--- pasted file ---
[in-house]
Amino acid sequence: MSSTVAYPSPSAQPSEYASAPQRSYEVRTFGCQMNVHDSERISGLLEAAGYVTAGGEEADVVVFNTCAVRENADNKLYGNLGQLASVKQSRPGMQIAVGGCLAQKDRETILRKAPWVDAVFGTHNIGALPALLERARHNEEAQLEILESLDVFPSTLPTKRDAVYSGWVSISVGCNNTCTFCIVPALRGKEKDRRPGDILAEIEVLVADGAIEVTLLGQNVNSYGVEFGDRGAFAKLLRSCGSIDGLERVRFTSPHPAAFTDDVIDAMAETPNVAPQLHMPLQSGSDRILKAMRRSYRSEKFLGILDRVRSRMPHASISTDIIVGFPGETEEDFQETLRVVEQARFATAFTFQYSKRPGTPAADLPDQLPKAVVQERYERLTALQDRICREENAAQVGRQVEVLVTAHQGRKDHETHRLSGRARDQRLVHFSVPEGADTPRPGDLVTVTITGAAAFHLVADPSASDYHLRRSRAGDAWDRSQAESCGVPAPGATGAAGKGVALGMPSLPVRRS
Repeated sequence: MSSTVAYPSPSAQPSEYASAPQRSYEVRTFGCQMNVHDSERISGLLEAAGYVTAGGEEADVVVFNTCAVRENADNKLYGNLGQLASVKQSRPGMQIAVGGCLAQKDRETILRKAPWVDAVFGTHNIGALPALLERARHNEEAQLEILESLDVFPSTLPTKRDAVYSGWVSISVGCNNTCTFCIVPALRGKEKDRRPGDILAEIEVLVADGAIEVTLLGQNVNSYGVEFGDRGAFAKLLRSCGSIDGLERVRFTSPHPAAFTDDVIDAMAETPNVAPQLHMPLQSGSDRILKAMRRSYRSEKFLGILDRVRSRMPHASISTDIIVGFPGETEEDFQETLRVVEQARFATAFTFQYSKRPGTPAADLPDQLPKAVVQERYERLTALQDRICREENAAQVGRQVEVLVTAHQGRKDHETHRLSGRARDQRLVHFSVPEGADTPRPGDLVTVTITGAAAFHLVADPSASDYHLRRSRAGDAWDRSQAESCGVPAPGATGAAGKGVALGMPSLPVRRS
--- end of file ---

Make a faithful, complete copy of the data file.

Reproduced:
[in-house]
Amino acid sequence: MSSTVAYPSPSAQPSEYASAPQRSYEVRTFGCQMNVHDSERISGLLEAAGYVTAGGEEADVVVFNTCAVRENADNKLYGNLGQLASVKQSRPGMQIAVGGCLAQKDRETILRKAPWVDAVFGTHNIGALPALLERARHNEEAQLEILESLDVFPSTLPTKRDAVYSGWVSISVGCNNTCTFCIVPALRGKEKDRRPGDILAEIEVLVADGAIEVTLLGQNVNSYGVEFGDRGAFAKLLRSCGSIDGLERVRFTSPHPAAFTDDVIDAMAETPNVAPQLHMPLQSGSDRILKAMRRSYRSEKFLGILDRVRSRMPHASISTDIIVGFPGETEEDFQETLRVVEQARFATAFTFQYSKRPGTPAADLPDQLPKAVVQERYERLTALQDRICREENAAQVGRQVEVLVTAHQGRKDHETHRLSGRARDQRLVHFSVPEGADTPRPGDLVTVTITGAAAFHLVADPSASDYHLRRSRAGDAWDRSQAESCGVPAPGATGAAGKGVALGMPSLPVRRS
Repeated sequence: MSSTVAYPSPSAQPSEYASAPQRSYEVRTFGCQMNVHDSERISGLLEAAGYVTAGGEEADVVVFNTCAVRENADNKLYGNLGQLASVKQSRPGMQIAVGGCLAQKDRETILRKAPWVDAVFGTHNIGALPALLERARHNEEAQLEILESLDVFPSTLPTKRDAVYSGWVSISVGCNNTCTFCIVPALRGKEKDRRPGDILAEIEVLVADGAIEVTLLGQNVNSYGVEFGDRGAFAKLLRSCGSIDGLERVRFTSPHPAAFTDDVIDAMAETPNVAPQLHMPLQSGSDRILKAMRRSYRSEKFLGILDRVRSRMPHASISTDIIVGFPGETEEDFQETLRVVEQARFATAFTFQYSKRPGTPAADLPDQLPKAVVQERYERLTALQDRICREENAAQVGRQVEVLVTAHQGRKDHETHRLSGRARDQRLVHFSVPEGADTPRPGDLVTVTITGAAAFHLVADPSASDYHLRRSRAGDAWDRSQAESCGVPAPGATGAAGKGVALGMPSLPVRRS